Exploring Entrepreneurial Innovation in Cuba

Every January, the University of Colorado Denver Business School takes a small group of students to Cuba, a communist country with a prevailing entrepreneurial spirit.

By Barry L. McConnell, Senior Instructor in Management & Entrepreneurship

This past winter, I led 12 CU Denver students on a fascinating 12-day trip to Cuba. While this annual Global Study program covers entrepreneurship and management, the experience is much broader than these two courses alone. Undergrad and graduate students cover a range of topics, from economics to law and public policy. The experience itself is as diverse as the Cuban people.

In just under two weeks, students and I traveled to Havana and Viñales to witness the richness of Cuban culture. We met with Cuban artists, restaurateurs, tobacco farmers, Universidad de la Habana professors, bed-and-breakfast operators, and startup founders. These entrepreneurs exemplify the critical importance of passion and persistence, especially in a country lacking in government-backed incentives and riddled with obstacles.


Stephanie Ortega in Cuba
“It was amazing to see the motivation, productivity, and innovation that these people have while striving to grow their business in a communist environment.” —Stephanie Ortega
The Emerging Cuban Economy

Communist Cuba has little to no banking system and, as such, almost no access to credit or startup and operating capital. Most business transactions are done in cash, and most business agreements are based on a handshake. The country has no civil court system to establish patents, protect property rights, enforce contracts, or address unfair business practices. In addition, scarcity and shortages have created lucrative opportunities in the black market.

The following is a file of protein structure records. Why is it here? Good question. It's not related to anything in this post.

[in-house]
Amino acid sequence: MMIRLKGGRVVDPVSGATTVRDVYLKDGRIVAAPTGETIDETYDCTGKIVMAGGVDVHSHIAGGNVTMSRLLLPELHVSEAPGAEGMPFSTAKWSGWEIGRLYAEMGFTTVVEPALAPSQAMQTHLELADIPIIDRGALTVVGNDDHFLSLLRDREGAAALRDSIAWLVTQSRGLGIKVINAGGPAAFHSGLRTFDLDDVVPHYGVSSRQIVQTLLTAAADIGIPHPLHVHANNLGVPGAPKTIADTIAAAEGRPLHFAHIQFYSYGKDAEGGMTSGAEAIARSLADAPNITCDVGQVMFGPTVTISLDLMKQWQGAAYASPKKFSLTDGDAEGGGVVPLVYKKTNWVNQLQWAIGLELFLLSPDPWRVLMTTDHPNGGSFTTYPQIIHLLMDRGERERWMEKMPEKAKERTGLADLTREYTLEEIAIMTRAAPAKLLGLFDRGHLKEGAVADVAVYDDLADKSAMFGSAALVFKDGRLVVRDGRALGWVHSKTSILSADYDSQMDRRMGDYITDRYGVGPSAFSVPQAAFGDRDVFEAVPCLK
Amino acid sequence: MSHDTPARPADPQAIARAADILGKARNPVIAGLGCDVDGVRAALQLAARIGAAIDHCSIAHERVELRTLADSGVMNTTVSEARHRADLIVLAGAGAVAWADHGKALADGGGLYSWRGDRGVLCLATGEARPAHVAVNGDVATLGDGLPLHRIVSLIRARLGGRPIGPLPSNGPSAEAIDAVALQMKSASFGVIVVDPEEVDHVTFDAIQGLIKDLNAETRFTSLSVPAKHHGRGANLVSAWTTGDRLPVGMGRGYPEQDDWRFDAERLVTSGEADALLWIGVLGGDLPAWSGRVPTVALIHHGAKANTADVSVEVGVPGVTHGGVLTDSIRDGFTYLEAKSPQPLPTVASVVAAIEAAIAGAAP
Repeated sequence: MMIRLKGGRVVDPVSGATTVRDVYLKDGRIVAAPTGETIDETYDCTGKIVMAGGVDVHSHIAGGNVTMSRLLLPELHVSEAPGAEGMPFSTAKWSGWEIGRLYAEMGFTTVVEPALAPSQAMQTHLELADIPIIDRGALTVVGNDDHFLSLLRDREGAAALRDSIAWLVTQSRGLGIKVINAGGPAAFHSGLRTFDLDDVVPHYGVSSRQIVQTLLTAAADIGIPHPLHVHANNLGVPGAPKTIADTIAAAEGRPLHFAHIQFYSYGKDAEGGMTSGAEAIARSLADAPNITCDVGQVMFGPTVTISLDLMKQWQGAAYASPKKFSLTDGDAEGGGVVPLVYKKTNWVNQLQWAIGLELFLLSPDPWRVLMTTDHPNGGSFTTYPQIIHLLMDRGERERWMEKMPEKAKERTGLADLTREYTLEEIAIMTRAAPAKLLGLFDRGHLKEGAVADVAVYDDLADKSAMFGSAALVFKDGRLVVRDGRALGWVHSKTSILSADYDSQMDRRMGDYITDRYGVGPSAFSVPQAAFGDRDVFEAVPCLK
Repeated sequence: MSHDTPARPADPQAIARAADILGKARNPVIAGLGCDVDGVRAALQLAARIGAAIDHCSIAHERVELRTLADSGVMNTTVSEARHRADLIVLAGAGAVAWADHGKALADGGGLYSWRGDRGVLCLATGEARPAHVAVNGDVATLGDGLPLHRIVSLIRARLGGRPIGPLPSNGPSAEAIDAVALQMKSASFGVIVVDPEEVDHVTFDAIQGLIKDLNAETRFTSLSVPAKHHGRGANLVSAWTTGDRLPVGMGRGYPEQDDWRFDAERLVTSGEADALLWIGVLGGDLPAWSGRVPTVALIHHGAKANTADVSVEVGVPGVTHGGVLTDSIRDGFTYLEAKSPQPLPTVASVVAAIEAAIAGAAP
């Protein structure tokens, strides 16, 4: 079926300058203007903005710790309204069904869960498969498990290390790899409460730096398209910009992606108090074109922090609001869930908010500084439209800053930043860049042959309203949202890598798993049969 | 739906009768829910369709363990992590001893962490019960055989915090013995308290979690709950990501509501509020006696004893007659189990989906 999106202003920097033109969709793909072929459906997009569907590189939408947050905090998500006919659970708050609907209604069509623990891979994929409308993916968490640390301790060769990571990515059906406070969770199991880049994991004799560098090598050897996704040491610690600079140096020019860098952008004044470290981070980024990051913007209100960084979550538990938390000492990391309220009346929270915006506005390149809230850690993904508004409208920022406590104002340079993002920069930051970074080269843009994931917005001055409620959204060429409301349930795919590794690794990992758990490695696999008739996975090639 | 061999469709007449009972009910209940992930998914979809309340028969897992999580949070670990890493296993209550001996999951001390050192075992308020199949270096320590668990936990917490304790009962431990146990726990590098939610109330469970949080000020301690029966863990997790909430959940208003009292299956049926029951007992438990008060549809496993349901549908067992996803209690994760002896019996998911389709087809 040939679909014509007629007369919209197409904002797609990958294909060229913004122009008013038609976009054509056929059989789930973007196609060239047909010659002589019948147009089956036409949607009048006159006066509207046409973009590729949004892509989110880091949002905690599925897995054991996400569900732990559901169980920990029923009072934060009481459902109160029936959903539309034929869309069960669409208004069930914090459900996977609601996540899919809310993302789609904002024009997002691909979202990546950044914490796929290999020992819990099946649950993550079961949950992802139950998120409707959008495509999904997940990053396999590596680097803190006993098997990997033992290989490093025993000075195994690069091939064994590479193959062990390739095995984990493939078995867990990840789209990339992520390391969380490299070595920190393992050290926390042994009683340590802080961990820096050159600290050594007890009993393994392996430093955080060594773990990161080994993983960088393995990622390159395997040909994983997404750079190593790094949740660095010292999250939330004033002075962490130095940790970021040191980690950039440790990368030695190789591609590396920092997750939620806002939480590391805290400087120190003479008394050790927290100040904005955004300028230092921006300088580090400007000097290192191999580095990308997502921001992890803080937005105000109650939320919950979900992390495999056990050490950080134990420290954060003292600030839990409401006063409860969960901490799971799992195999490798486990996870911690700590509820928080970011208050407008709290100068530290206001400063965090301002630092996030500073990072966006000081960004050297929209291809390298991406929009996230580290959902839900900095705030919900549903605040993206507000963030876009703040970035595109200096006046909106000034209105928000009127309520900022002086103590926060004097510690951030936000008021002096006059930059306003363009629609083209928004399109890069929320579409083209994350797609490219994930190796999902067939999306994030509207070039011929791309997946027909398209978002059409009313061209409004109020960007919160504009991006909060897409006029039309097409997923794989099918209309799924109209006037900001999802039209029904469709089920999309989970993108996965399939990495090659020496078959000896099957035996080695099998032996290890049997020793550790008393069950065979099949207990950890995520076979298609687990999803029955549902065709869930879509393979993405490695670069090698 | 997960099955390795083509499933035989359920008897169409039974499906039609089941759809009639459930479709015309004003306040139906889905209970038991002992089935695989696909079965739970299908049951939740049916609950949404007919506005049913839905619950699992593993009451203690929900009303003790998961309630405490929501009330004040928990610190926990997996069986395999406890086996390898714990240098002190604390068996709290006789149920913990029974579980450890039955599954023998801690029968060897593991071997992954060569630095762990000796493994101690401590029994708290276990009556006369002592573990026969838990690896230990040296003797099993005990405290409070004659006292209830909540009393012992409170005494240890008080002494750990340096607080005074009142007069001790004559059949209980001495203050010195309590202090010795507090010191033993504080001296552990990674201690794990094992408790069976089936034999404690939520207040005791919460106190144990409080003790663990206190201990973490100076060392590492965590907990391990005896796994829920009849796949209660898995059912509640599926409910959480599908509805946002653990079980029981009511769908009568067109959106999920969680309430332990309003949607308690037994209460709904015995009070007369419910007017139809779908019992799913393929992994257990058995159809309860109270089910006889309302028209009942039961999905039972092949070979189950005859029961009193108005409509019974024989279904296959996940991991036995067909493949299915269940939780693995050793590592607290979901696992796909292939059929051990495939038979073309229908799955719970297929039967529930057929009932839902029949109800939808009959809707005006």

Through this immersive program, students get a crash course in understanding Cuba’s complex political and economic system. Together, we explore how entrepreneurs continue to innovate in and transform the country’s growing economy.



Cuba’s Innovative People

Above all, I want to introduce students to Cuba’s vibrant and passionate people. They greet tourists with a smile, because tourism is the life blood of their economy (in fact, it’s expected to bring in 5 million visitors and exceed $3 billion in 2019). At any hour, walking the streets of Havana — a city about the size of Denver — is far safer than most North American cities. Crime is nearly nonexistent, especially against tourists.

The Cuban street vendor

Many are surprised that Cuba boasts one of the world’s highest literacy rates and a free, highly ranked education system. Cubans are in good health, because healthcare is free as well! The Cuban people are creative, colorful, friendly, and enterprising. Most Cubans subsidize their $32 to $44 monthly government salary with some service-oriented small business enterprise, often tied to tourism.

One of my favorite memories from this year’s trip involved a Cuban street vendor. Every morning, he’d push his vegetable cart through the streets of Havana and call out to his customers. They’d respond from their homes and apartments by signaling their orders to him through open windows, “Two onions, a garlic, a tomato…” It was kind of like a Cuban version of HelloFresh!


Join Our Trip to Cuba in 2020

For this year’s upcoming trip, we’ve added three days in the centuries-old city of Trinidad, located in the central part of Cuba. Far away from the hustle and bustle of Havana, Trinidad offers a glimpse into Cuba’s Spanish colonial past and the future of emerging, locally controlled capitalism. Oh yes, there’s also the white-sand beaches of Playa Ancon, several varieties of local rum, and delicious Cuban cuisine. There’s always something new to discover every year we go to Cuba.

Interested in joining this year’s trip? Request more information or apply to the program at studyabroad.ucdenver.edu before the deadline on Tuesday, October 1st.


Apply Today

Leave a Reply

Your email address will not be published. Required fields are marked *